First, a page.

Have you ever spotted an omission, outdated technical detail, or grammar issue in the documentation on docs.microsoft.com and wished you could fix it? The Dynamics 365 product documentation sets for open source and hosted on GitHub, so you can! This blog will walk you through how to make a suggested edit on a documentation page and submit the changes via a pull request. All you need is a GitHub account and a web browser (May I suggest trying the newest Chromium based Microsoft Edge?). Now let’s show how you can contribute your expertise and help make our documentation better for everyone!

Please note that the following steps require a GitHub account which you can create for free and contributions are currently only accepted for the English documentation. These are screenshots from a small suggestion I made to the Archive inventory transactions page in the Dynamics 365 Supply Chain Management documentation.

  1. On the documentation page you want to suggest an edit, click the Edit button.
    A screenshot of a documentation page from docs.microsoft.com for Dynamics 365 Finance and Operations. An arrow is pointing at the edit button, indicating where to click.

  2. GitHub will open in read only mode. Click the Pencil icon to edit.
    An image showing a menu on the GitHub page which is in read only mode. The pencil icon is highlighted indicating to click here to turn the page into write mode.
  3. GitHub is now in write mode and you can freely edit the documentation file using the Markdown language. The area in the red square is the editable area and the highlighted text is the change that I typed in. You’ll also notice the blue highlighted area states you don’t have write access and your changes will be written to a new branch in your fork. I’ve included links at the bottom of this blog on how to learn more about the Markdown language and GitHub terminology if these are unfamiliar to you.

    The GitHub interface is shown in edit mode. A red box outlines the edit area indicating where you can write. A sentence is highlighted to show that I wrote it in as a change to the documentation.

  4. When you are finished editing, scroll to the bottom of the page. Fill out the content summary and the optional extended description of your changes.
    The propose changes menu is shown with two text boxes to type in. The content summary text box and the extended description text box. The propose changes button is also shown below these text boxes indicating where to click when finished.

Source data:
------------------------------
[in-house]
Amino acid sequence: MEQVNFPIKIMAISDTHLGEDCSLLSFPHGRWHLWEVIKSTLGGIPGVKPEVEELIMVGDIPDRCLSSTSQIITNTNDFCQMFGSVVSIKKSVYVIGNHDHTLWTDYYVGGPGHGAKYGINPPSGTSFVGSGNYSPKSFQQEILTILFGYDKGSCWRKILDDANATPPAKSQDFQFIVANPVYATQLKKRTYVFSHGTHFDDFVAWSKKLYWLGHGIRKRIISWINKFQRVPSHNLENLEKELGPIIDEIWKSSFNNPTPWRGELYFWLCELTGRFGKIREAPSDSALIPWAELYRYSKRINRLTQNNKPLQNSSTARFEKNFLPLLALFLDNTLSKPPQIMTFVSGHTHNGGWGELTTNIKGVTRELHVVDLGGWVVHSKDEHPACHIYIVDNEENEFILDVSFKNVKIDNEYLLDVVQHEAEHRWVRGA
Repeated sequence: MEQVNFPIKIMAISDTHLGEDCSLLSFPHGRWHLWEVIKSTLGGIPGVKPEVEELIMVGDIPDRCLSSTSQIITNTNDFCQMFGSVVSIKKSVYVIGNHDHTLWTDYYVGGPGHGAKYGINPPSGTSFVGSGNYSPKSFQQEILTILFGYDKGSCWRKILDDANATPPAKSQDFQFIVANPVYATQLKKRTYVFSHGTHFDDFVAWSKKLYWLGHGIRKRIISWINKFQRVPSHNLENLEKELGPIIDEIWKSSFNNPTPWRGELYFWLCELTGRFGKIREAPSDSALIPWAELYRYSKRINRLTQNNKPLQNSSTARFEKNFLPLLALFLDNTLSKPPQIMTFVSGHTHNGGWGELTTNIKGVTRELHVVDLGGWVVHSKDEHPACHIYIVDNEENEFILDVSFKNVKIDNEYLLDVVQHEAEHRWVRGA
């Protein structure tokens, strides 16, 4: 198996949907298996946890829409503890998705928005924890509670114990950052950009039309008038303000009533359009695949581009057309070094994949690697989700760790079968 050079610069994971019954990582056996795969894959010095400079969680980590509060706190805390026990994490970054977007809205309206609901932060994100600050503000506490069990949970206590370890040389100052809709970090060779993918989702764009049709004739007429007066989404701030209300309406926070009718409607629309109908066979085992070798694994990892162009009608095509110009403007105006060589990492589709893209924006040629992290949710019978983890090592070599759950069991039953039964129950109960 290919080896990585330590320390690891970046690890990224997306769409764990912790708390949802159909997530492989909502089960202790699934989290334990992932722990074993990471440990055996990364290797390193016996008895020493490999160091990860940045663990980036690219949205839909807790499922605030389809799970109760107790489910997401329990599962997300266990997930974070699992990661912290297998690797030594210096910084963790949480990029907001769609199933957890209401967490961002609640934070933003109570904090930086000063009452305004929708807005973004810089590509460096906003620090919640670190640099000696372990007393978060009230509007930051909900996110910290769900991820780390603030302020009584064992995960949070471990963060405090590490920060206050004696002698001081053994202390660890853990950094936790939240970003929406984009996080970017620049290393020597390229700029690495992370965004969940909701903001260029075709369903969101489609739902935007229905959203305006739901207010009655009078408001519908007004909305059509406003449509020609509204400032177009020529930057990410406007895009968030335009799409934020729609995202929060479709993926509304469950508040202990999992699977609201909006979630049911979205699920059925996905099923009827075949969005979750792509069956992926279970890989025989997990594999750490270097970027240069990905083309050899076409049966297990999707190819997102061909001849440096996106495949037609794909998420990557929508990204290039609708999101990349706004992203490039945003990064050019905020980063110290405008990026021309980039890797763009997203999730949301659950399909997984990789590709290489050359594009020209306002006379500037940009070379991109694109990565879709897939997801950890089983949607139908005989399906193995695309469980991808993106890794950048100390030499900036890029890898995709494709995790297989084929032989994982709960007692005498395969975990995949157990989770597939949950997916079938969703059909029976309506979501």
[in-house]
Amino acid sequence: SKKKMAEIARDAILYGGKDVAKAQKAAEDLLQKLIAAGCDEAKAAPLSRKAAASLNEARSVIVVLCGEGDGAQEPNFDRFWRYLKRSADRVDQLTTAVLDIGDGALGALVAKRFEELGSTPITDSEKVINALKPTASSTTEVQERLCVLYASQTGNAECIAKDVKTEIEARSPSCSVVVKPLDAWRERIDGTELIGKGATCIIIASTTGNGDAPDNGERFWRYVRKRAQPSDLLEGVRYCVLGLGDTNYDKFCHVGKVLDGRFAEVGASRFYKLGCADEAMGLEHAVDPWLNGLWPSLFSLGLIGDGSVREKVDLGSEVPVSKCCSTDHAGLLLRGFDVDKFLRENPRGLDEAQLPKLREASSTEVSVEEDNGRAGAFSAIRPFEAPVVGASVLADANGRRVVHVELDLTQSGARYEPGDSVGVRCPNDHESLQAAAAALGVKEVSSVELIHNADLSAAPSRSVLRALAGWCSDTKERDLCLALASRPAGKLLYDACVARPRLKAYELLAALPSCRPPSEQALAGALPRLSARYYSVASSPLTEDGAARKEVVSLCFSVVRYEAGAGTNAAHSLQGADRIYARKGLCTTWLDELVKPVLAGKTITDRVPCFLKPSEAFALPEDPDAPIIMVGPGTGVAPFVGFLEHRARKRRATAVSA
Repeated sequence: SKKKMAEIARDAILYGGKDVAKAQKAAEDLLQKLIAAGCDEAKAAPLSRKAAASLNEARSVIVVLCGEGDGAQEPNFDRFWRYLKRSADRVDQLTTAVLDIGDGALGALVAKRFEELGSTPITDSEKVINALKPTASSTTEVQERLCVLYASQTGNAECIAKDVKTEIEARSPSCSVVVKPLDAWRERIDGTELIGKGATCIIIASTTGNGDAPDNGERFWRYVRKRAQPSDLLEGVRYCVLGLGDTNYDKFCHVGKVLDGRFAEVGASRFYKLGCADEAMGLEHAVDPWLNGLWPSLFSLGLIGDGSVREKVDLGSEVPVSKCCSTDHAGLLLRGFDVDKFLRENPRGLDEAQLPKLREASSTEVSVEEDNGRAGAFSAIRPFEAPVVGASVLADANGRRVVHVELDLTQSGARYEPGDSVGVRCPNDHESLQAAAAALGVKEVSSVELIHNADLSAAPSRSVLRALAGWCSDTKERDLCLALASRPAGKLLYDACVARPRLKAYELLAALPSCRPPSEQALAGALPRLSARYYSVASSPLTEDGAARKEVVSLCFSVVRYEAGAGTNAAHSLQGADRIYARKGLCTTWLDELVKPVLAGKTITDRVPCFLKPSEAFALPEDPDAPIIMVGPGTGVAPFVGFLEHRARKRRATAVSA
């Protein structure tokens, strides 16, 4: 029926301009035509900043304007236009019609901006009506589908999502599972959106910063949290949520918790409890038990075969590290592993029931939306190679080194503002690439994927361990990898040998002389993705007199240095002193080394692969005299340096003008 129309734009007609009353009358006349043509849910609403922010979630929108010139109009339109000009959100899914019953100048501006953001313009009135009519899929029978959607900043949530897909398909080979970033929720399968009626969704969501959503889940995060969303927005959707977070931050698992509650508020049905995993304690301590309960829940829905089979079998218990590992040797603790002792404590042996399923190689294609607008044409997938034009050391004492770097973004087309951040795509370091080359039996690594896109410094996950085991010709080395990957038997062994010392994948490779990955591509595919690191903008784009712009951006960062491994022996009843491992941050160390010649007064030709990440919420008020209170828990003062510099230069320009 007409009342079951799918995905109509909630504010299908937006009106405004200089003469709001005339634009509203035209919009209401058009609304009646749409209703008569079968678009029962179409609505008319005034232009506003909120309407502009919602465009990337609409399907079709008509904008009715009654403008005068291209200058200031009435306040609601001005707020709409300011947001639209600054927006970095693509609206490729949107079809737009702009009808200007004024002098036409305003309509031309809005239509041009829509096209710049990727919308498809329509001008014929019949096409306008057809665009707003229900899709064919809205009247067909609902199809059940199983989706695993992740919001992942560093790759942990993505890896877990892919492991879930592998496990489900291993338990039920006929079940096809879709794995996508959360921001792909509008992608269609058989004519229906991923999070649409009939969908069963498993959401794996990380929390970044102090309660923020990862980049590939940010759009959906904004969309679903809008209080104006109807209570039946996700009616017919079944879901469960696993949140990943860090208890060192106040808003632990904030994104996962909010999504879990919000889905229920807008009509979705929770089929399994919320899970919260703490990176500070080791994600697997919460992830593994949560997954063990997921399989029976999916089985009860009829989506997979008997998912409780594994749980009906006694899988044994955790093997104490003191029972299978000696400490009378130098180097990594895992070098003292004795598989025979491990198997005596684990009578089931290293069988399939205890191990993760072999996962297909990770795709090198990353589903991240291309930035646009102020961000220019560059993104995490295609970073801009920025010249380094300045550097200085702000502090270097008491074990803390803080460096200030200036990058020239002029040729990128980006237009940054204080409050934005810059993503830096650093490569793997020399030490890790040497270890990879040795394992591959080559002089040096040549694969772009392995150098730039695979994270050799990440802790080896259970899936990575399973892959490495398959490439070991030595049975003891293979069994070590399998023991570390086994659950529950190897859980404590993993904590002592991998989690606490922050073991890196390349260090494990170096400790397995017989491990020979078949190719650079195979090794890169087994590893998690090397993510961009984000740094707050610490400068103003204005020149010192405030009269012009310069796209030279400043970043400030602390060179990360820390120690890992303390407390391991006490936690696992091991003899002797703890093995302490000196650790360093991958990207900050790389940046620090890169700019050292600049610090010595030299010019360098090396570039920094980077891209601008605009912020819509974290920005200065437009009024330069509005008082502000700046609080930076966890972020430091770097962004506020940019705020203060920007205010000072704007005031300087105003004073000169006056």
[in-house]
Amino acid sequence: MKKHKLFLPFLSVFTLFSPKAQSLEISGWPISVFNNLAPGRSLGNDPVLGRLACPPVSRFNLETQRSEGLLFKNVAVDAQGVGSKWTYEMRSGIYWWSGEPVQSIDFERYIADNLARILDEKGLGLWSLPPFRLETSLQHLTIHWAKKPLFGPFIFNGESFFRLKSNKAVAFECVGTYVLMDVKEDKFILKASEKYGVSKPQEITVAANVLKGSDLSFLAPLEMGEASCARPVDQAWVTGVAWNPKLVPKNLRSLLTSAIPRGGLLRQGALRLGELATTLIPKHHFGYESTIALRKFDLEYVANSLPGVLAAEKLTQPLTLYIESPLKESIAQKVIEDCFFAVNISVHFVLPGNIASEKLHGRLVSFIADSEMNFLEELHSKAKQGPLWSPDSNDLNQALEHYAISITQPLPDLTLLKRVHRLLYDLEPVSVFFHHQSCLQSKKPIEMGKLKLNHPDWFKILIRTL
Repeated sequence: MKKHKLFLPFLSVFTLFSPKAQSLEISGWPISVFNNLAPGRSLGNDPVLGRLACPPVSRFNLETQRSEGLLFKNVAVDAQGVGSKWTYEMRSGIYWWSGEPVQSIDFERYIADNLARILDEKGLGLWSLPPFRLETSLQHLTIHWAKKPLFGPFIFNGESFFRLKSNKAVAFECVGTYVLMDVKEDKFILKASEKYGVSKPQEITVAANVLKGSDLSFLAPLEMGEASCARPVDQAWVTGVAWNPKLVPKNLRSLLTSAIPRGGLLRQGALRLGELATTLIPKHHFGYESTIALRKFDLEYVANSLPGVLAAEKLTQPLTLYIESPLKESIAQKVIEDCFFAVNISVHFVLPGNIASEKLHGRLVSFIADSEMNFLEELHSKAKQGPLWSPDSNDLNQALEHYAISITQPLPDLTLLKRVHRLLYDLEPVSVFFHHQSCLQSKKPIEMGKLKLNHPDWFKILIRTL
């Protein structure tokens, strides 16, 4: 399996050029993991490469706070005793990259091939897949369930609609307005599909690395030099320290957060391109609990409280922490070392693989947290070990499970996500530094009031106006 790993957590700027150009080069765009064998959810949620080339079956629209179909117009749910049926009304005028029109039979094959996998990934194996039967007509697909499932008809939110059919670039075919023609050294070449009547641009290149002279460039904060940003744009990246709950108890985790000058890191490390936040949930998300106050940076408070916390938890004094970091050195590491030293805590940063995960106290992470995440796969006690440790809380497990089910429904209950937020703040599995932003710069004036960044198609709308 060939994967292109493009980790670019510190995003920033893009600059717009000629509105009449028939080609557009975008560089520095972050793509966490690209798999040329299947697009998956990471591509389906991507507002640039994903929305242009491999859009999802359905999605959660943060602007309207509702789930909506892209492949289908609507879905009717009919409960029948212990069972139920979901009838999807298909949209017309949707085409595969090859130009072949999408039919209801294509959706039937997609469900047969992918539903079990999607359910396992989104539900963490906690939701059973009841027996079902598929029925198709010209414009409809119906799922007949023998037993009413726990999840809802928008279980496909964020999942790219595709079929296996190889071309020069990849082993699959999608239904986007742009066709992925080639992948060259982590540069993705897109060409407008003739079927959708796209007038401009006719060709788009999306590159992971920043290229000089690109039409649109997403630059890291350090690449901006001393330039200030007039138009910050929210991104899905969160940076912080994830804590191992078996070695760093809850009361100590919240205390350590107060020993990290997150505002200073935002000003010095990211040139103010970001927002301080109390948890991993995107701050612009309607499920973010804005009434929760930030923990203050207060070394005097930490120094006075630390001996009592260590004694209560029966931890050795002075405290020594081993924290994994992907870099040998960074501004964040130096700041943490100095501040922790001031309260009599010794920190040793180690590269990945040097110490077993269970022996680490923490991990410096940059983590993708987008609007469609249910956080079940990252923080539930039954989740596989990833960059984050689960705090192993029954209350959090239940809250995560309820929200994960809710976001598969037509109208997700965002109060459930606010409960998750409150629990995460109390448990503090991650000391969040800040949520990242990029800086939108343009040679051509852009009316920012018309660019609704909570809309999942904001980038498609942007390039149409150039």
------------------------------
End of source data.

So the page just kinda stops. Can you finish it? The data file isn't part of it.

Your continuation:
5. Click Propose changes.
  6. The next screen on GitHub will display a comparison of your changes. To begin submitting your changes to Microsoft, click Create pull request.
    After submission, GitHub shows this screen that compares the changes you submitted to the original document.

  7. Finally, review the information previously entered for the pull request and click Create pull request.
    GitHub screen is shown to confirm opening a pull request. The open pull request button is highlighted to click.
  8. If this is your first-time submitting changes to the documentation and you are not a Microsoft employee, you may be asked to complete a short Contribution License Agreement. This is a one-time requirement that must be completed before your pull request can be accepted.

    That’s it! Your pull request has been submitted and your changes will be reviewed. You will receive alert notifications from GitHub during the approval workflow process. Depending on the changes you have suggested, a member of the product team may be asked to review the accuracy of your submission before it can be added. 

    This process will also work for many other documentation sets that are hosted on a public GitHub repository through docs.microsoft.com. So, keep an eye out for that edit button the next time you're browsing your favorite documentation site and spot a issue. Thank you for reading and let's connect on LinkedIn: here's a link to my Profile.

    Links:
    Contribute to the documentation
    GitHub documentation
    GitHub "About pull requests"
    Mastering Markdown language
    Microsoft Docs contributor guide overview